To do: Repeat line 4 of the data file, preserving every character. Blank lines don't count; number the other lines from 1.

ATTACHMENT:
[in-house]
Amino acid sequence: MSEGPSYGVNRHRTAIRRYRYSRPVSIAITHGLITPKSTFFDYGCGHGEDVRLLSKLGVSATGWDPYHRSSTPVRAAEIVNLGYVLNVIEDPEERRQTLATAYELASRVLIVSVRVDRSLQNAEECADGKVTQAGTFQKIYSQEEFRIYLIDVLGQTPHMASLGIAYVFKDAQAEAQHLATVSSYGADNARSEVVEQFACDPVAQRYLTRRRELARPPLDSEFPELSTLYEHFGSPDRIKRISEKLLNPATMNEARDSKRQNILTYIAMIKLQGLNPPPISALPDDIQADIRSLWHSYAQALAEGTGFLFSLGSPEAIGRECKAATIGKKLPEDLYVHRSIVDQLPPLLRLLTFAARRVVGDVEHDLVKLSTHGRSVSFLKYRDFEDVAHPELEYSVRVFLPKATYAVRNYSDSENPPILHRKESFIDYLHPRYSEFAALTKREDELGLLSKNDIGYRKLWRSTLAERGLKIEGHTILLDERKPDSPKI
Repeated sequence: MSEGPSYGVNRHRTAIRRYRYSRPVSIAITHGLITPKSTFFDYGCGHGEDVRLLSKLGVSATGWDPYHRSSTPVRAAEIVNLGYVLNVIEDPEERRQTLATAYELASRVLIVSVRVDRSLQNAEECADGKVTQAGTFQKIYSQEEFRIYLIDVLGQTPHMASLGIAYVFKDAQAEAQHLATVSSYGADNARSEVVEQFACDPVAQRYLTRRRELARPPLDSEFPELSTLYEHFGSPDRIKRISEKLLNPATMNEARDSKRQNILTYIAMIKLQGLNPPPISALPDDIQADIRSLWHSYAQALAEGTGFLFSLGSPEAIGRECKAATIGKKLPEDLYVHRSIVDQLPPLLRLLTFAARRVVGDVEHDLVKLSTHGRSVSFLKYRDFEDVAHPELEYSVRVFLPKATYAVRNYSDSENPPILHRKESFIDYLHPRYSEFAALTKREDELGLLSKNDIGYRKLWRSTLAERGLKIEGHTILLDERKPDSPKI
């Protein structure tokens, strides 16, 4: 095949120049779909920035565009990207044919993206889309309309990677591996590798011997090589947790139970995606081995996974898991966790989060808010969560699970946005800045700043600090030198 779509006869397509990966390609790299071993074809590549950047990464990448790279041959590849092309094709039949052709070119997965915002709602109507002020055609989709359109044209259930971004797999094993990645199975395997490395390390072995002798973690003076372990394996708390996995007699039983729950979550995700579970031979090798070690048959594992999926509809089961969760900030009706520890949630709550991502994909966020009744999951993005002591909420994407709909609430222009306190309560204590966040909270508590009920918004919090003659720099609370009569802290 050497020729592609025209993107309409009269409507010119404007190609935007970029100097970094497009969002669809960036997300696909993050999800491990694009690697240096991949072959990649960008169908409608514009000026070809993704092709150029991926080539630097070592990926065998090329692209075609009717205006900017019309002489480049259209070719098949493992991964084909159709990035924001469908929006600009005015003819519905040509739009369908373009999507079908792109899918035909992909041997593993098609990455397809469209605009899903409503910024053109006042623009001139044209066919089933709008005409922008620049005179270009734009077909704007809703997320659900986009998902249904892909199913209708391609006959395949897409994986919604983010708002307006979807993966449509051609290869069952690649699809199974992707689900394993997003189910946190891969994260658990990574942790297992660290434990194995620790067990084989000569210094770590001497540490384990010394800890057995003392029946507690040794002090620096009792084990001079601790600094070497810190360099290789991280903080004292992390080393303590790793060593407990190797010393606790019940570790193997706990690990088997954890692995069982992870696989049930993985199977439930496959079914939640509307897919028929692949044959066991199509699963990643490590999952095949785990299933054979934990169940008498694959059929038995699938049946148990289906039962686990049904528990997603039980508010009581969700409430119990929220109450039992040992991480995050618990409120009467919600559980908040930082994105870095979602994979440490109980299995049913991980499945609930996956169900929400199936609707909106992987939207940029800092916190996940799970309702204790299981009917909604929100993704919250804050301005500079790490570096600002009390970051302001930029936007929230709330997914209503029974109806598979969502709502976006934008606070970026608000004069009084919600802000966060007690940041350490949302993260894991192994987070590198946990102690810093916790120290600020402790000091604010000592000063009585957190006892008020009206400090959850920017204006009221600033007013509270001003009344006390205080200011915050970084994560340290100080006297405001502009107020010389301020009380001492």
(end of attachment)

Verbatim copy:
């Protein structure tokens, strides 16, 4: 095949120049779909920035565009990207044919993206889309309309990677591996590798011997090589947790139970995606081995996974898991966790989060808010969560699970946005800045700043600090030198 779509006869397509990966390609790299071993074809590549950047990464990448790279041959590849092309094709039949052709070119997965915002709602109507002020055609989709359109044209259930971004797999094993990645199975395997490395390390072995002798973690003076372990394996708390996995007699039983729950979550995700579970031979090798070690048959594992999926509809089961969760900030009706520890949630709550991502994909966020009744999951993005002591909420994407709909609430222009306190309560204590966040909270508590009920918004919090003659720099609370009569802290 050497020729592609025209993107309409009269409507010119404007190609935007970029100097970094497009969002669809960036997300696909993050999800491990694009690697240096991949072959990649960008169908409608514009000026070809993704092709150029991926080539630097070592990926065998090329692209075609009717205006900017019309002489480049259209070719098949493992991964084909159709990035924001469908929006600009005015003819519905040509739009369908373009999507079908792109899918035909992909041997593993098609990455397809469209605009899903409503910024053109006042623009001139044209066919089933709008005409922008620049005179270009734009077909704007809703997320659900986009998902249904892909199913209708391609006959395949897409994986919604983010708002307006979807993966449509051609290869069952690649699809199974992707689900394993997003189910946190891969994260658990990574942790297992660290434990194995620790067990084989000569210094770590001497540490384990010394800890057995003392029946507690040794002090620096009792084990001079601790600094070497810190360099290789991280903080004292992390080393303590790793060593407990190797010393606790019940570790193997706990690990088997954890692995069982992870696989049930993985199977439930496959079914939640509307897919028929692949044959066991199509699963990643490590999952095949785990299933054979934990169940008498694959059929038995699938049946148990289906039962686990049904528990997603039980508010009581969700409430119990929220109450039992040992991480995050618990409120009467919600559980908040930082994105870095979602994979440490109980299995049913991980499945609930996956169900929400199936609707909106992987939207940029800092916190996940799970309702204790299981009917909604929100993704919250804050301005500079790490570096600002009390970051302001930029936007929230709330997914209503029974109806598979969502709502976006934008606070970026608000004069009084919600802000966060007690940041350490949302993260894991192994987070590198946990102690810093916790120290600020402790000091604010000592000063009585957190006892008020009206400090959850920017204006009221600033007013509270001003009344006390205080200011915050970084994560340290100080006297405001502009107020010389301020009380001492």